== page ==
According to the chair of the Defence Committee, the UK’s exit from Afghanistan is a bad chapter.

According to prominent Conservative Tobias Ellwood, the UK’s withdrawal from Afghanistan was “a terrible chapter” for the nation.

The Defence Committee, headed by Mr. Ellwood, is pleading with the government to launch a “honest” investigation into how the UK’s withdrawal from Afghanistan contributed to the Taliban regaining power.

The country is once more turning into a refuge for terrorists, according to the MPs’ assessment.

Additionally, they claim that hundreds of Afghans continue live in danger despite being qualified for evacuation to the UK.

The administration responded to the news by claiming that it had “tirelessly” sought to securely remove as many people from Afghanistan as possible.

“We owe a debt of gratitude to Afghan civilians who worked for, or alongside, the UK armed services in Afghanistan, and to far we have moved over 12,100 persons under the initiative,” the Ministry of Defence spokeswoman continued.

The department estimates that it is still looking for 300 suitable Afghans and their families to repatriate to the UK.

In the future, it stated, it would fully address the MPs’ report.

After the 9/11 attacks, US-led forces, which included British soldiers, invaded Afghanistan in 2001 and overthrew the Taliban regime.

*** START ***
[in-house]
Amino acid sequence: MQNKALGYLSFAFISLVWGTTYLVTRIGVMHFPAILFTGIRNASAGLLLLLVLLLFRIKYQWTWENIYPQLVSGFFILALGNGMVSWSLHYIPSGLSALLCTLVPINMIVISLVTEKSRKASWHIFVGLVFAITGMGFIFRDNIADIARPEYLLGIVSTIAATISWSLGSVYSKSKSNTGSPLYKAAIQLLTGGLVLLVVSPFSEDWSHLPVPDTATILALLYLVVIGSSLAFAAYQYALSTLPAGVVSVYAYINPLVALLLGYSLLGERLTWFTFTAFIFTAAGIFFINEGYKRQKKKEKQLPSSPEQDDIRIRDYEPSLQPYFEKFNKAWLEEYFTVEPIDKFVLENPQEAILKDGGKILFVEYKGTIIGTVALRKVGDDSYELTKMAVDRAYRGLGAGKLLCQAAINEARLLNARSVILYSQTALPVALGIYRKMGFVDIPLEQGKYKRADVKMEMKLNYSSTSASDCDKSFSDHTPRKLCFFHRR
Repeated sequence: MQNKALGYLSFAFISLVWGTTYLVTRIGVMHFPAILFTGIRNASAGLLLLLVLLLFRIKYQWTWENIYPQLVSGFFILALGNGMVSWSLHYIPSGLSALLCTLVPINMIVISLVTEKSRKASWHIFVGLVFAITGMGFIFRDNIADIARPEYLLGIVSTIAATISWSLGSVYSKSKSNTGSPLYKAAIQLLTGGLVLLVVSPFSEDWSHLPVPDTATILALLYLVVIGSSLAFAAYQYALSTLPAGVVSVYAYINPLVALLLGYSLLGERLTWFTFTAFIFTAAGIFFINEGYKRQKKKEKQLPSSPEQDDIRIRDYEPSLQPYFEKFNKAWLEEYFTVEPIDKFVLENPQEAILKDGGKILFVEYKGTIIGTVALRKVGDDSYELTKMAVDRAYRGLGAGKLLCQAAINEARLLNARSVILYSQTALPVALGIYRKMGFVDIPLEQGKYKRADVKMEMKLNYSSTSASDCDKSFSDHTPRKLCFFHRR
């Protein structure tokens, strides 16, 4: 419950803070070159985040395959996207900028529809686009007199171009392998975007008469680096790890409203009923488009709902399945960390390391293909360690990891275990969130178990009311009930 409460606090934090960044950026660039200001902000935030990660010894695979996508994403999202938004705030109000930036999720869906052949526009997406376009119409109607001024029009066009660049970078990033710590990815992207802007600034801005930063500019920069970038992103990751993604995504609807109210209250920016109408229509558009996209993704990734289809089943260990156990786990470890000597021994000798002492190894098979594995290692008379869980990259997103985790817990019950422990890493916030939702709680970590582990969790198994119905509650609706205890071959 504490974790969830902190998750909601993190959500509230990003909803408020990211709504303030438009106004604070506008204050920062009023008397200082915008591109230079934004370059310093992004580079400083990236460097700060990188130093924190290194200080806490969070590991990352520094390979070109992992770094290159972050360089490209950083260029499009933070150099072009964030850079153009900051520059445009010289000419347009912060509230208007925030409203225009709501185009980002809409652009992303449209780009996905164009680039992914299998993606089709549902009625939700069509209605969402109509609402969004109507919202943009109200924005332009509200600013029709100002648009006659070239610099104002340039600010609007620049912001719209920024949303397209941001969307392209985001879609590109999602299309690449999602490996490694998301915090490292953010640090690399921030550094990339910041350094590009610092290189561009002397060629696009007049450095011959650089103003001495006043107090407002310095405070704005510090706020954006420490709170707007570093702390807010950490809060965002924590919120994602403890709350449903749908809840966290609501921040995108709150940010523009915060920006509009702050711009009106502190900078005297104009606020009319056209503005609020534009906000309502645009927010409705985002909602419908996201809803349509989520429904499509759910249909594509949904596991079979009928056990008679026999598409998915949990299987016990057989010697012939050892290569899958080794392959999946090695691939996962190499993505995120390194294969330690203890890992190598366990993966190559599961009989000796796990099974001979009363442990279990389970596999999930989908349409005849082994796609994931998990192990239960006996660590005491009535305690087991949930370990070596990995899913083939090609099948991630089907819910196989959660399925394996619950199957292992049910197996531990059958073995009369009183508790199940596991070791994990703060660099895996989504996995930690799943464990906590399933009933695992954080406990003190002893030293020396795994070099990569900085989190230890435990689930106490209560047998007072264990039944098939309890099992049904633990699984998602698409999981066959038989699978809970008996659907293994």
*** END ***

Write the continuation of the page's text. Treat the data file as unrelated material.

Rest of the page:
Twenty years later, the United States and its allies withdrew from the nation, precipitating the abrupt fall of the Afghan government that the West had supported and the rise of the Taliban.

Nearly £30 billion was spent and 457 British service members lost their lives during Britain’s 20-year military occupation of Afghanistan.

The UK’s departure from Afghanistan in the summer of 2021 will be “a dark chapter in UK military history,” according to Mr. Ellwood, leader of the House of Commons Defence Committee. This will affect both the servicemen who served there and the Afghans who assisted them.

The 30-page study by his team claims that the military establishment was more surprised than it should have been by how quickly the Afghan government collapsed.

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